Feeling beautiful after cancer treatment is something that many people would struggle with, I know I did.
I cried the day I had my drains removed after my mastectomy because I wore a top for the first time that showed the true extent of what had happened to my body. I cried to my Mother and told her I was ugly.
I was bald, I had no eyelashes and only one breast after deciding not to opt for reconstructive surgery. I felt that I was ugly and I despaired. I suppose I was mourning the loss of my breast in a sense.
That was the only time I cried over my breast.
Going through cancer, or any serious illness for that matter, everything is different. You look in the mirror and you don’t recognise this bald person who has gained/lost a lot of weight due to medication and illness. You don’t recognise the face staring back at you with no eyelashes or eyebrows staring back sadly at you – because, now you are sad, sad for what you have lost, sad for what you are going through.
The mindset quickly shifts once you have the “ah-ha” moment of “I’m still here, I have been given a second chance at life”.
My own “ah-ha” moment was while on holidays a week after I finished my radiotherapy and I stripped off, self-consciously, to stand in the sea, and have my picture taken to share for Breast Cancer Awareness month baring my mastectomy scar for the world to see. I decided I would put my own insecurities aside to hopefully help someone else by shocking them into checking themselves. I was so shy, looking around to see if anyone was looking. They weren’t.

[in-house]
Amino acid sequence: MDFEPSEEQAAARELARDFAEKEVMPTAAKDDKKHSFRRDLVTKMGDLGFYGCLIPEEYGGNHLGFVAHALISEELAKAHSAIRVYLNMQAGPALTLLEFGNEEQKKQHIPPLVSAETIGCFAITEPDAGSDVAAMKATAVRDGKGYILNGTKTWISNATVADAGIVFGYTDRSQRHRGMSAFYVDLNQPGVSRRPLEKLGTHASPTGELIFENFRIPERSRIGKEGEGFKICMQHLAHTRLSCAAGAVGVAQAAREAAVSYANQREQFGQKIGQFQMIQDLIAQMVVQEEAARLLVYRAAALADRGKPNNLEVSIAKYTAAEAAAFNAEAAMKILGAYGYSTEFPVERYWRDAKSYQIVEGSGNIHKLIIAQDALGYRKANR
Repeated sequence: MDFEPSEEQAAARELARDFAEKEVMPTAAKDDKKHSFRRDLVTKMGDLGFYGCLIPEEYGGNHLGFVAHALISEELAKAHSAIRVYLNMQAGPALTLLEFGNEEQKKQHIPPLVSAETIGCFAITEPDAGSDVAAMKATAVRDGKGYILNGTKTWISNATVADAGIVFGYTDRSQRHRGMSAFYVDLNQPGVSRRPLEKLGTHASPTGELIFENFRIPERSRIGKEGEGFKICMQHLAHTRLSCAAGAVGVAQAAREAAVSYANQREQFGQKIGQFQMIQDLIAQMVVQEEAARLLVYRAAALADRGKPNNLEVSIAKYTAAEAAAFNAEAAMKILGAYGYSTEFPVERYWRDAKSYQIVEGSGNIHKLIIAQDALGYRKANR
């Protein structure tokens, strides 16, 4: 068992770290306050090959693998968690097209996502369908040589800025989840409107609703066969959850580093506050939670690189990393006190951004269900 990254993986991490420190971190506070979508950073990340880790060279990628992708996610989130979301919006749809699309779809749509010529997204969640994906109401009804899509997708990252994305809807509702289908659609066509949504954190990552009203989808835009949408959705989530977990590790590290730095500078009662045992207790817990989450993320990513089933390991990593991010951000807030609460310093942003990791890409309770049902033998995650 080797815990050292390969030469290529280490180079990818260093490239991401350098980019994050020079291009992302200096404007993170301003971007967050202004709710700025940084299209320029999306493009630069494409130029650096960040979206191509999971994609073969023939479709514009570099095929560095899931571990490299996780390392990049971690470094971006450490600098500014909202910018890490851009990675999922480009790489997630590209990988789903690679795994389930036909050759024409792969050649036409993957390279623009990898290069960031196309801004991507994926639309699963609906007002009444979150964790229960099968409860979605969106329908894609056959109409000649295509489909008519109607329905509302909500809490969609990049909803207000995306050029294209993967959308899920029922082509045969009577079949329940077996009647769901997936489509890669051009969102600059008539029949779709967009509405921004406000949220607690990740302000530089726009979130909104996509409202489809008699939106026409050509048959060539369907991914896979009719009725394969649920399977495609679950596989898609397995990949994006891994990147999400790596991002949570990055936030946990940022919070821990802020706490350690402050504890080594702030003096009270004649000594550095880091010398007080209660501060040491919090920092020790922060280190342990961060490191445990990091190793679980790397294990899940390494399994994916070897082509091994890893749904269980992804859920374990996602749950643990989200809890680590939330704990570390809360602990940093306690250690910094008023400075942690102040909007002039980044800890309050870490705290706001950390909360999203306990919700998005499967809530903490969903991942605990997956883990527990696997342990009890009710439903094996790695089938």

No one except myself cared.
I felt beautiful and I realised that I didn’t need anybody else’s validation to confirm that. It didn’t matter if I was a size 0 or whether I weighed the heaviest I had ever weighed. It didn’t matter whether I had two breasts or one, I was confident, beautiful and believed I could do anything because I was strong.
Beauty and confidence are not about size or weight.
This was the moment when I started to fall in love with my own self, when I started to appreciate my body for everything it is, appreciate my body for keeping me alive – not only for 35 years, but through one of the most harrowing fights I have ever stepped into.
Think about it, when was the last time you said something nice to yourself?
We are so quick to speak down and criticise ourselves, because, we have been taught that it's conceited to love ourselves, but why? Why is loving yourself and speaking kindly to yourself a bad thing? Why is it drilled into us that loving ourselves is a negative thing?
You believe all the bad things you tell yourself like “I’m fat, I’m ugly, my bald head is horrible, I’m stupid, I’m not good at anything”. So why not switch it and tell yourself one nice thing every day? Even if you don’t believe it, fake it till you make it, keep telling yourself "I am beautiful, I am worthy, I am enough", and eventually, you will believe those nice things you are telling yourself. Put these affirmations somewhere you will see them every day and say them out loud or into a mirror.